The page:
I’ve also been told that if I exalted Christ more, I would not be given to anxiety. If I were enamored with him, I would not be unforgiving in my relationships with others. Again, there is truth to these statements and they work well for people who only know love and security. They work well for people whose minds have not be altered by previous life circumstances. However, for a person who has experienced trauma to be told they are not exalting Christ if they have anxiety or are not loving him fully if they have difficulties forgiving the hurt others have inflicted on them is insensitive and completely lacks awareness of the complexities of what that person has experienced and how their mind has adapted to survive.
A better way is to show this Child of God she is loved. Show her she can trust her Heavenly Father. Show her that the church is Christ’s bride and that you, as church leaders or Bible study leaders, care about the needs of each person there. Show her she can trust you to care about her. Start by being faithful in the little things that won’t require much investment from her if you happen to fail. Then, she will come to believe what you say and what the Word of God says is true. Telling her to just trust you will not work. In fact, it will push her farther away. Telling her to join your church and then you’ll care about her because she’ll be one of you, will most likely cause her to distrust you even more. Be faithful and patient. Be honest and open. Be the church Christ created.
Sin versus Self
We all have parts of ourselves that struggle with sin in one area or another. Paul speaks of this internal struggle with sin in Romans 7 and we are promised we will struggle with our sin nature until we die or Jesus returns. And this struggle is what makes most Christians long for our eternal home.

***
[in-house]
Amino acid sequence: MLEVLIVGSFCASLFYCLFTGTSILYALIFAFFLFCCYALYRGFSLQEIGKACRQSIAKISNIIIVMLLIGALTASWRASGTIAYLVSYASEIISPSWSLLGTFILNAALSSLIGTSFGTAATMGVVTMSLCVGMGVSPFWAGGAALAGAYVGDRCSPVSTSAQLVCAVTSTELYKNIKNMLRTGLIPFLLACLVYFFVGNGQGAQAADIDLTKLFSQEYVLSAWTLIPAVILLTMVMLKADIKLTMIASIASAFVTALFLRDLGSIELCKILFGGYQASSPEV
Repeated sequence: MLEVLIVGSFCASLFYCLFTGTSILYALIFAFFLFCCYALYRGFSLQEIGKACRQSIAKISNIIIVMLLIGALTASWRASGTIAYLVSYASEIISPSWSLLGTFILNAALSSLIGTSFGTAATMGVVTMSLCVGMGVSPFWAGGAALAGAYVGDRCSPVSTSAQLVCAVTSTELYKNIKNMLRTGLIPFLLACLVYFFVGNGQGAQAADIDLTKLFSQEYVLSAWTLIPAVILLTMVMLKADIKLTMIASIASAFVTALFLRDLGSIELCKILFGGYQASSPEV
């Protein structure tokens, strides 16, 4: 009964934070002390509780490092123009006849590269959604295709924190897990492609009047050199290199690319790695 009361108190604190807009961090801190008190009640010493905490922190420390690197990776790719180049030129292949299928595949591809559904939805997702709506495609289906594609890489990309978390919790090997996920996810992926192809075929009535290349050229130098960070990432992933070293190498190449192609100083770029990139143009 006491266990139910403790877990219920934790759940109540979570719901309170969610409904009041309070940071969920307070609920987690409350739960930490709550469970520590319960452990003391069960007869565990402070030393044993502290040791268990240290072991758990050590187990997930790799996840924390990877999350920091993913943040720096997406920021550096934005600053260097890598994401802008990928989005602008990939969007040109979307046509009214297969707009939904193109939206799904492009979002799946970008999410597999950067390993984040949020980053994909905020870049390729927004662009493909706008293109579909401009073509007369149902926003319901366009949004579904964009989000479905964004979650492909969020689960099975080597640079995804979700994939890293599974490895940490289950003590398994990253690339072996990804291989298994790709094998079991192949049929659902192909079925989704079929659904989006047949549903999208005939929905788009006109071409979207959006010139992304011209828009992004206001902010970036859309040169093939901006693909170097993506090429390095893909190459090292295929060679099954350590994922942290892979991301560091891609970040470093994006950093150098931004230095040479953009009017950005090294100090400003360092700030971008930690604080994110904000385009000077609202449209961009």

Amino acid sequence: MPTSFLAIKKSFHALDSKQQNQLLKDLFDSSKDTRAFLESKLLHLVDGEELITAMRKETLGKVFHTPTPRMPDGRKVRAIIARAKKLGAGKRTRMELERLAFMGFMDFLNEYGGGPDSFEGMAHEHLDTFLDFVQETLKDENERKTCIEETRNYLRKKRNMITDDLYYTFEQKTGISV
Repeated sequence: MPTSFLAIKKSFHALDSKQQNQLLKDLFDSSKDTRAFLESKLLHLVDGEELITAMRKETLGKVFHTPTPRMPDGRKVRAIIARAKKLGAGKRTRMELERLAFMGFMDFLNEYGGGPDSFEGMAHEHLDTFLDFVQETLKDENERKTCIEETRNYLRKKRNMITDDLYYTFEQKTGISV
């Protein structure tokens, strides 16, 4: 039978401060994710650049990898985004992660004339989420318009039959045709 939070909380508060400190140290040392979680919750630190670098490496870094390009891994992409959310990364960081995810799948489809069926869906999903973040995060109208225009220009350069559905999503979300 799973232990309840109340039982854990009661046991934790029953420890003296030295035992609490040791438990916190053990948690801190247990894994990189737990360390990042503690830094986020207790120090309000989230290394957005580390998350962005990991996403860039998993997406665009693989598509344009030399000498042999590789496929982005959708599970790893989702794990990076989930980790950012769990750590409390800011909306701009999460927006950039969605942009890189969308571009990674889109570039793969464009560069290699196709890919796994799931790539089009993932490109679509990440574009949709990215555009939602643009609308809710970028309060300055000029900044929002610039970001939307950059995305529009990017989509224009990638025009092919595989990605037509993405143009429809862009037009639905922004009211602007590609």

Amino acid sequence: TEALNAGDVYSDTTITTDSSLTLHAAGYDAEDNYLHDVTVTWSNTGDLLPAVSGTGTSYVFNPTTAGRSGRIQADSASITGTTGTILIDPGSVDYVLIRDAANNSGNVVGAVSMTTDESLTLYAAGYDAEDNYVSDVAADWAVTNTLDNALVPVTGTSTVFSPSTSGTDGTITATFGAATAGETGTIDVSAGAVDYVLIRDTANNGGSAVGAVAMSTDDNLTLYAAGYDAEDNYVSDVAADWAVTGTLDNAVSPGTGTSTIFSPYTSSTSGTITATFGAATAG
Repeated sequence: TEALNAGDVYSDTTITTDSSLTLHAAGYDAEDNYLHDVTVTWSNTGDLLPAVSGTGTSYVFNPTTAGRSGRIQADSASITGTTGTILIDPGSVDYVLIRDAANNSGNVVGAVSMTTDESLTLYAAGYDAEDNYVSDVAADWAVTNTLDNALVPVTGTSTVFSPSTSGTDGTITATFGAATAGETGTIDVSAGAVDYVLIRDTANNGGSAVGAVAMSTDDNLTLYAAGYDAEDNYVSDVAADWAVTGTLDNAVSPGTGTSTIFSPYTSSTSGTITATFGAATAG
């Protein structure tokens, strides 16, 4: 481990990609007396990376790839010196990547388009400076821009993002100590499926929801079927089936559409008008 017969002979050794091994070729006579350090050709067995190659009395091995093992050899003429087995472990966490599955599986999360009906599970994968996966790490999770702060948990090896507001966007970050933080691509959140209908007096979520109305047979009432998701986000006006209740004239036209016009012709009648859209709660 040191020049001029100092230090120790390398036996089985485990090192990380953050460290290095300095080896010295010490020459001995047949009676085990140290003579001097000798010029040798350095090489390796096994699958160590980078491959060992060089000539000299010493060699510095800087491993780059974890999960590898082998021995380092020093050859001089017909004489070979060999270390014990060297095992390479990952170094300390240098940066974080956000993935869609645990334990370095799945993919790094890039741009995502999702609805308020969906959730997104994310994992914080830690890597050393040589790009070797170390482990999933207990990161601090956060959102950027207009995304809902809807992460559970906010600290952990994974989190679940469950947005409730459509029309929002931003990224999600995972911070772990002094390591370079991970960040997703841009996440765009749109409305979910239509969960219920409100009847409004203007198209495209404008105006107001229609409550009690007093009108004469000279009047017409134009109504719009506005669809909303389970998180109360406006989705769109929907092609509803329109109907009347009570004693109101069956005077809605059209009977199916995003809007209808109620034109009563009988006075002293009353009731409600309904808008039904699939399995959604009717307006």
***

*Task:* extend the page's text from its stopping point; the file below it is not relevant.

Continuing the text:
Of course, people who have suffered trauma struggle with sin just like everyone else. But we most likely struggle with certain sins for different reasons. When children suffer trauma, they often develops “managers” within themselves that are their protectors. These managers are the parts of the child that enabled him/her to survive the abuse they suffered and, many times, simultaneously live relatively normal lives on the outside. For instance, one of the “managers” I developed as a child was a critical self. It was the part of me that judged everyone and everything according to my standard. If people did not live up to my standard, they were discarded as selfish or mean and I would not allow them to get close to me. This critical self was my protector. In my mind, it gave me the ability to never be hurt by anyone I trusted ever again.
Is there a piece of my critical self and my responses to others that is sin? Yes, absolutely. The tenets of scriptural teaching on judging others are not discarded. There is not a special revelation for those who have experienced childhood trauma. However, the reasons I struggle with my critical self are vastly different than the reasons a person who was raised in a healthy household struggles with being critical of others. I don’t know the intentions of their hearts, but I would propose that the motive behind such struggles is not self preservation. And that difference matters when it comes to helping one another overcome sinful patterns in our lives.